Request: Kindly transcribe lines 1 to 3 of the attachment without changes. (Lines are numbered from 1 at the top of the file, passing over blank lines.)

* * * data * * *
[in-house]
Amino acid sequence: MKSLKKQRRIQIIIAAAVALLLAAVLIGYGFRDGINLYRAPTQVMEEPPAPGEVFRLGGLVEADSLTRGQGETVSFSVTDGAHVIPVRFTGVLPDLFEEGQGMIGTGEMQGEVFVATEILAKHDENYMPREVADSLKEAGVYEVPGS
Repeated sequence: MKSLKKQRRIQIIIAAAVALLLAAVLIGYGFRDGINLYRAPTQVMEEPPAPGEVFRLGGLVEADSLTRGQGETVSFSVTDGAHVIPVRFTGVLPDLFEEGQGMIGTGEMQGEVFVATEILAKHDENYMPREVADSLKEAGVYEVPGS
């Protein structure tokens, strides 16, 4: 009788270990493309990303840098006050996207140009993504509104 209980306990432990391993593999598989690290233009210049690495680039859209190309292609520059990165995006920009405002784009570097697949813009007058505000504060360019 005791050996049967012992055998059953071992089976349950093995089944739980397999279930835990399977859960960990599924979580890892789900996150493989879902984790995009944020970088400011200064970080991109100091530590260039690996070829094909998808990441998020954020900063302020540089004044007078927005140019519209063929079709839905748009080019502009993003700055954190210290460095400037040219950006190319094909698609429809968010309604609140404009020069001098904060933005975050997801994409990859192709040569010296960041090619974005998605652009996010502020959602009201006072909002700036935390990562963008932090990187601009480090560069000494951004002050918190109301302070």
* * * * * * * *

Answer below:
[in-house]
Amino acid sequence: MKSLKKQRRIQIIIAAAVALLLAAVLIGYGFRDGINLYRAPTQVMEEPPAPGEVFRLGGLVEADSLTRGQGETVSFSVTDGAHVIPVRFTGVLPDLFEEGQGMIGTGEMQGEVFVATEILAKHDENYMPREVADSLKEAGVYEVPGS
Repeated sequence: MKSLKKQRRIQIIIAAAVALLLAAVLIGYGFRDGINLYRAPTQVMEEPPAPGEVFRLGGLVEADSLTRGQGETVSFSVTDGAHVIPVRFTGVLPDLFEEGQGMIGTGEMQGEVFVATEILAKHDENYMPREVADSLKEAGVYEVPGS